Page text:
6 Ways to Combat Anti-Semitism
1. Expose incidents of anti-Semitism.
Report dangerous online posts or sharing signs of anti-Semitic behavior with social media moderators (online) or community authorities (in real life). Don’t be afraid to disturb the conscience of otherwise good people who tolerate or ignore anti-Semitic behavior. Non-violent confrontation is the historically-proven method of isolating and delegitimizing social bias and bigotry.
2. Educate friends and colleagues about anti-Semitism.
Many people who aren’t directly affected by anti-Semitic attitudes or content may not even recognize it. Some anti-Semitism is blatant and violent, but often it’s nuanced or coded, like a reference to “globalists” or an allusion to conspiracy theories about prominent Jews in business, finance, or politics. Point them to websites and resources like combatantisemitism.org, which clearly defines anti-Semitism with examples, and worldjewishcongress.org, the international organization representing Jewish communities and organizations in 100 countries, which fosters unity and represents the interests of the Jewish people.
3. Contact policymakers.
Write or call your elected representatives about subtle forms of anti-Semitism, particularly sanctioned anti-Zionist writings and protests. Jews need to enlist advocates in the spiritual and political arenas, reminding them of Israel’s significance and its role in the well-being of Jews in the U.S. and the world over. Consider attending AIPAC (American Israel Public Affairs Committee). Support anti-BDS legislation in your state. Remind our leaders — and Jews within your own circle — that anti-Israel bias is anti-Semitism in a thin masquerade.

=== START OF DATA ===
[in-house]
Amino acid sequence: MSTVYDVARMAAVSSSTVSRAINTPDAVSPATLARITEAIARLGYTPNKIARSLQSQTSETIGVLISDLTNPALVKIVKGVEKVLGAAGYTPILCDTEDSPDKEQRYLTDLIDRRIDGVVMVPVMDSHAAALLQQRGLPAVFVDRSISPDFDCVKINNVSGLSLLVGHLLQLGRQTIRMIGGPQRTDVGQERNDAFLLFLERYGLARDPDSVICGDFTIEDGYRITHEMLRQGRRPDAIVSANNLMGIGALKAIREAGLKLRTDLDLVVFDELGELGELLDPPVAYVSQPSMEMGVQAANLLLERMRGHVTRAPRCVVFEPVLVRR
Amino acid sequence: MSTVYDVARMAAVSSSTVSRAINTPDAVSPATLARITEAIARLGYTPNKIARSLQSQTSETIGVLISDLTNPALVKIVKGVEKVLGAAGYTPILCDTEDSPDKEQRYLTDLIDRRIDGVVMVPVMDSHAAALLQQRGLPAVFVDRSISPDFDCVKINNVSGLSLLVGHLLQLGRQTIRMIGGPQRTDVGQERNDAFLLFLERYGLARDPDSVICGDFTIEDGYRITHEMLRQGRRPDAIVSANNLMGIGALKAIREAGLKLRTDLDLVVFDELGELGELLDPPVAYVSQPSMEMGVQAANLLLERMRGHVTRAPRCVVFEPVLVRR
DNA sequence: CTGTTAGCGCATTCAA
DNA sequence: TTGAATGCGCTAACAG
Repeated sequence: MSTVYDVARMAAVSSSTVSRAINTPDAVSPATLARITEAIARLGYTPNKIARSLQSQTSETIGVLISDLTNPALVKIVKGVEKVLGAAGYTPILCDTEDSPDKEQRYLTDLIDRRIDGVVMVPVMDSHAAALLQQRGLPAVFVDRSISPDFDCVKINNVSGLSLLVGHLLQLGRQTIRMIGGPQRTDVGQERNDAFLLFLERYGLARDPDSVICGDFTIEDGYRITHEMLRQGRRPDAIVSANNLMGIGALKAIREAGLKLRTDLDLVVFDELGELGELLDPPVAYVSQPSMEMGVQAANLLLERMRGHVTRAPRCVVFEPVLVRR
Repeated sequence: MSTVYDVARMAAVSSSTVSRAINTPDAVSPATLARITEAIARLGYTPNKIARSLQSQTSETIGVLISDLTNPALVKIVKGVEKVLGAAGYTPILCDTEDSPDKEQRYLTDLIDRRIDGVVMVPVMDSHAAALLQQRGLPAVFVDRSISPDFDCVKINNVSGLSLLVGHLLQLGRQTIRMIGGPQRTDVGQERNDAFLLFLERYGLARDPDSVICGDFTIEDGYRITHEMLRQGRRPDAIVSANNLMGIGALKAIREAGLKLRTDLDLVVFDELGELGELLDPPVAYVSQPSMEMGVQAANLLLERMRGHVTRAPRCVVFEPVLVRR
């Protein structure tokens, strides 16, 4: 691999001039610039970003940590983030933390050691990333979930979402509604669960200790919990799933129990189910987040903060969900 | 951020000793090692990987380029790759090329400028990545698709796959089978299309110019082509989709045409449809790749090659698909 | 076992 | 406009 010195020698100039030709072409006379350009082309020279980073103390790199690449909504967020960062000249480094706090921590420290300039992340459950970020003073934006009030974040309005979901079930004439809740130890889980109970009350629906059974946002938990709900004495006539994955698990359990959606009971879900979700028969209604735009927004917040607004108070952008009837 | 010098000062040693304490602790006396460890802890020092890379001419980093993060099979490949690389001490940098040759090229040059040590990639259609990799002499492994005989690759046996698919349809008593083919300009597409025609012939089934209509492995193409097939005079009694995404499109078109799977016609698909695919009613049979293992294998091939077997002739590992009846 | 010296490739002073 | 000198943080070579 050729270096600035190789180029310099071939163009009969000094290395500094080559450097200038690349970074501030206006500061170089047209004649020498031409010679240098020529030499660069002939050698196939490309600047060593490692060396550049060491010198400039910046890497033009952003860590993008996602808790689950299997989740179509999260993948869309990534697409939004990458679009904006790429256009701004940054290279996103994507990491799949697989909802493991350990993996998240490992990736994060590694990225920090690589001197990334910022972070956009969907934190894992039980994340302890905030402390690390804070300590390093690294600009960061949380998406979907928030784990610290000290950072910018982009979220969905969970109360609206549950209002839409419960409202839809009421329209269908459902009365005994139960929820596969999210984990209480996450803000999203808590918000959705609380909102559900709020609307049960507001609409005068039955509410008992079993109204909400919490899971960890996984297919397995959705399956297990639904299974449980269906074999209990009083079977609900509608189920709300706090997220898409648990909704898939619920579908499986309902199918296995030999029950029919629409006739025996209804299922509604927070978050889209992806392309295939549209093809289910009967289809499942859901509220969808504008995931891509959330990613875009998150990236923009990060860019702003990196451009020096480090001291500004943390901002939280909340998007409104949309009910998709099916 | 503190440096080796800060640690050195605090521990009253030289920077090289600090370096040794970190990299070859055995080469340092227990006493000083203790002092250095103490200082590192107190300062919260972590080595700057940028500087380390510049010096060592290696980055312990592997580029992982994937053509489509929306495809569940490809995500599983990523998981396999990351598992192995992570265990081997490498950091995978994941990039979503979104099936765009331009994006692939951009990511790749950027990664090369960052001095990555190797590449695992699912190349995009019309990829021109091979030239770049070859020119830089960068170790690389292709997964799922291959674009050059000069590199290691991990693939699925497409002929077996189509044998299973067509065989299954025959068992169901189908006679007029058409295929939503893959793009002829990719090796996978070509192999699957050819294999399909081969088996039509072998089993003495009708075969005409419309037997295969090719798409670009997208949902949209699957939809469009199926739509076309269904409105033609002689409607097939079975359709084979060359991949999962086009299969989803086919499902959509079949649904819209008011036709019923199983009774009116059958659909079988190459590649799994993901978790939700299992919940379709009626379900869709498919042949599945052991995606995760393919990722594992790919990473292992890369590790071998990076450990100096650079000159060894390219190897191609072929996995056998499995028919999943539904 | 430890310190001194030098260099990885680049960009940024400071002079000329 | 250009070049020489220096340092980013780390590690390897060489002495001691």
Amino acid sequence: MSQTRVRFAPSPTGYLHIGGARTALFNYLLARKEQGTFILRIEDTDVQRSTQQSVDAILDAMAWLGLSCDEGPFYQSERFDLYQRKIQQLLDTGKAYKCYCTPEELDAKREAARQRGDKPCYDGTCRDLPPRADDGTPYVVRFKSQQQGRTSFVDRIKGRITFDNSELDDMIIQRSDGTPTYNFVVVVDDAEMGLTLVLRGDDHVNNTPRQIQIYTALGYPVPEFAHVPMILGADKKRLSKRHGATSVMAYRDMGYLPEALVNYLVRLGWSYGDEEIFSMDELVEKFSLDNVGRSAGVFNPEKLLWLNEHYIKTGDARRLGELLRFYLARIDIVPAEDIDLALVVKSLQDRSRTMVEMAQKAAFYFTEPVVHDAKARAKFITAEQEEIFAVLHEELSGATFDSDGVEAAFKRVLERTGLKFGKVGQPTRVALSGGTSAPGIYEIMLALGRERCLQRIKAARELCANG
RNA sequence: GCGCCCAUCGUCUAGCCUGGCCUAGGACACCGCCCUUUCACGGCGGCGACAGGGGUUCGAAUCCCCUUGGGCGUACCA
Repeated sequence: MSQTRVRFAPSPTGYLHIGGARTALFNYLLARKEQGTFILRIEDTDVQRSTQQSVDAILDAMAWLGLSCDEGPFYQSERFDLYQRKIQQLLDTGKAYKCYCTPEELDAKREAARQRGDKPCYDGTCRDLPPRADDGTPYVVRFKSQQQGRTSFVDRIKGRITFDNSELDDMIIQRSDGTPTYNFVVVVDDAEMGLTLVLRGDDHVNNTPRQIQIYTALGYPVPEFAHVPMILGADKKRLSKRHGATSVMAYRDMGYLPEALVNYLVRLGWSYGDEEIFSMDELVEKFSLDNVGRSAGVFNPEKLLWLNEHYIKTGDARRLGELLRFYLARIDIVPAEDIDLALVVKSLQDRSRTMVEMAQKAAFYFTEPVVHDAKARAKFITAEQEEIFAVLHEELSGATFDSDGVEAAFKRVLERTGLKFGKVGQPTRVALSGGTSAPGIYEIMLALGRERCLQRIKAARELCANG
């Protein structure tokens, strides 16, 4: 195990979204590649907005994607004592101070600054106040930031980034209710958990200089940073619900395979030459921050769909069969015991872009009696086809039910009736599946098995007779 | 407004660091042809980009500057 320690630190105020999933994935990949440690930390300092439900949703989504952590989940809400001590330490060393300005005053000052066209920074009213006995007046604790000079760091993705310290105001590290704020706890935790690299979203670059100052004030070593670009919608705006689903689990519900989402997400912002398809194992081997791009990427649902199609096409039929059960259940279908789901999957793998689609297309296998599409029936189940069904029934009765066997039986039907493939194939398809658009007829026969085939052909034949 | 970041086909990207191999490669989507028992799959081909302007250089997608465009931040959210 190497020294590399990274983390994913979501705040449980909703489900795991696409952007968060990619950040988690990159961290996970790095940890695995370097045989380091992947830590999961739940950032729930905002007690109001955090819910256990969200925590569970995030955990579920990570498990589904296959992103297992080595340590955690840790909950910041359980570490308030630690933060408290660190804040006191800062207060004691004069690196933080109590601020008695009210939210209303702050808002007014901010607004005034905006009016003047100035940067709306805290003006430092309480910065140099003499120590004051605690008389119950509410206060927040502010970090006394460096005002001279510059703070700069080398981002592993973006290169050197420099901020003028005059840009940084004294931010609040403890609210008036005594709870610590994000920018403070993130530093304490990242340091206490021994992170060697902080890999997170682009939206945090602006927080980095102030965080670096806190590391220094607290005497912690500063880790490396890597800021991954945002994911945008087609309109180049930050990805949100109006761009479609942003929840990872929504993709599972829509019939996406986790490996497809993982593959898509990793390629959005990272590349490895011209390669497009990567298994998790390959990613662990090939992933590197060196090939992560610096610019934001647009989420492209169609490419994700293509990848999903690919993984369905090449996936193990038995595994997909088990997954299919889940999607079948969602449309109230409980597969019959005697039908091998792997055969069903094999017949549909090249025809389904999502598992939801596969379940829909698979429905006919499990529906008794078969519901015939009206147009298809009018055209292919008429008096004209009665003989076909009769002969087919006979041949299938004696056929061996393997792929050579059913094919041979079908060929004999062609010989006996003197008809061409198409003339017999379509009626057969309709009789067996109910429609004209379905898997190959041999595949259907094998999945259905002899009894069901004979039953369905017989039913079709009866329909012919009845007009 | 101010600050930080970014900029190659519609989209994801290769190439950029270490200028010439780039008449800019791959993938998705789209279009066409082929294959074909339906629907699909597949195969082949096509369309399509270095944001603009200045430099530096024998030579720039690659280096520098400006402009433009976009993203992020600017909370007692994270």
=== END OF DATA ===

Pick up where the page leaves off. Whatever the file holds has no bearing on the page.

4. Become active on college campus.
Students can participate in their campus Israel Club or Hillel to plan and execute pro-Israel events and educational programs. It is of utmost importance to fight the BDS movement that is making frightening in-roads into the minds of young adults every day. We are at a point where some activists believe Jews should be excluded from social justice causes like women’s or civil rights, and some academics hold Israel to a standard different from other countries like China or Russia. This is clearly both anti-Semitic and wrong.
5. Challenge revisionism.
The Holocaust wasn’t “just another genocide.” The Tree of Life shooting wasn’t just another act of domestic terrorism, although it may well qualify as that. Jewish people have been subject to persistent and pernicious discrimination, persecution, and violence throughout history, and these recent manifestations of that discrimination cannot be brushed aside.
6. Support organizations like Bnai Zion Foundation.
Organizations that fight anti-Semitism are strengthening Israel and the Jewish people. A stronger Israel means a better and more secure world for all Jews, and for all people. Too many American Jews take Israel’s survival for granted, or they fail to recognize its role in combating anti-Semitism while spreading democracy here and all over the world.
Silence, above all else, can be deadly. Don’t wait for someone else to take a stand against anti-Semitism, or hate in any form. Be the role model that other people around you need in order to be inspired to fight back. Remember that by joining the fight against the cancer of anti-Semitism, you are choosing to make a stand for what you believe in. Any and every action counts, whether it’s a trip to Washington, D.C., a tour of Israel, or a simple social media post. Everyone can do something